Preach through pain, preach the gospel faithfully

by BSCNC Communications
  • Greg Laurie speaks during the 2013 Southern Baptist Convention Pastor's Conference. Photo courtesy Thomas Graham, Baptist Press.

Wednesday, June 12, 2013 | 2 yrs old

At age 17 Greg Laurie heard the gospel preached on his high school campus and committed his life to Jesus Christ. Two years later he began a Bible study of about 30 people, which eventually grew into Harvest Christian Fellowship in Riverside, California and more than 15,000 church members.

Now, at age 60, Laurie serves as senior pastor of Harvest Christian Fellowship, and remains devoted to preaching the gospel that transformed his life. More than 371,000 people throughout the nation and world have received Jesus Christ as their personal Lord and Savior during Laurie’s evangelistic Harvest Crusades.

“I came to the Lord through the preaching of the gospel,” he said. “I’m as passionate about preaching the gospel as I have ever been. I’ll take it a step further: I’m more passionate.”

During the Southern Baptist Convention Pastors’ Conference in Houston Laurie’s message from Acts 17,  challenged believers to be faithful in preaching the gospel. Laurie shared with participants that the gospel carried him through the darkest valleys, including his oldest son’s death in 2008.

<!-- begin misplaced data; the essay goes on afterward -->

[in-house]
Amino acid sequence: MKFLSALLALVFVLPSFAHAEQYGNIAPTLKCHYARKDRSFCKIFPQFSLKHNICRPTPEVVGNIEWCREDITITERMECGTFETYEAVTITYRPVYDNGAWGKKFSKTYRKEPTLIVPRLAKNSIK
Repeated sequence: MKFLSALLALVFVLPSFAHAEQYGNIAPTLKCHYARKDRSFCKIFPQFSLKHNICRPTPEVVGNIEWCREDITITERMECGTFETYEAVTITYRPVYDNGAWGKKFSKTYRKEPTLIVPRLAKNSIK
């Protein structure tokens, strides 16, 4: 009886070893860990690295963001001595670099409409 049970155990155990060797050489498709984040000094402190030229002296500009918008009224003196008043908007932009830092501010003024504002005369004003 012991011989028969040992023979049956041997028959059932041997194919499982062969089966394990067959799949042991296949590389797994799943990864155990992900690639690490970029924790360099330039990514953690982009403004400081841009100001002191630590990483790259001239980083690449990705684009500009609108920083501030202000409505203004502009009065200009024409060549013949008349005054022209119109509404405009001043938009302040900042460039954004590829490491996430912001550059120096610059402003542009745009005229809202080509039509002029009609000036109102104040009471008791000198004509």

“It tested my faith. If the gospel did not come through for me in my hour of need, I would have given up preaching,” Laurie said. “Everything we go through in life is preparation for something else. With the comfort God has given me, I want to comfort others. We should never waste our pain."

Laurie said pastors should continue to pursue their calling to preach even when it is difficult. “You have to be committed and persistent to what God has called you to do. If you preach to hurting people you’ll never lack for an audience.”

If believers want to see lost people come to know Jesus Christ they must preach the gospel out of a burden for lost people.

“A lot of times we’re too busy arguing with each other to focus on our primary mission, which is to preach the gospel,” Laurie said. “For many, it has become the great sin of omission.”

Pastors must strive to be culturally relevant, following Paul’s example in Athens, yet they must still preach the gospel. “Let’s not trade reverence for relevance. We’re trying so hard to be cool we forget to be accurate. Young people want authenticity in the person speaking to them,” Laurie said.

Laurie urged pastors to preach biblical messages that do not overlook the cross. “Focus on Jesus Christ crucified and risen. If you want your message to have authority, you have to speak on Him crucified.”

Biblical messages present the entire gospel, including the Day of Judgment. Although God’s wrath is one of the hardest things to talk about, “to leave it out is not to declare the whole gospel,” Laurie said.

Laurie reminded believers that the command is to preach and to share the gospel – the results are in God’s hands. Too often believers do not extend a gospel invitation because they are afraid people will not respond. While spiritual warfare can be expected, it does not excuse lack of a gospel invitation.

“One day before we know it we’re going to stand before God,” he said. “When you stand before Jesus He’s not going to say, ‘Well done, my good and successful servant.’ He’s going to say, ‘Well done, my good and faithful servant.’ Our job is to be faithful to the end.”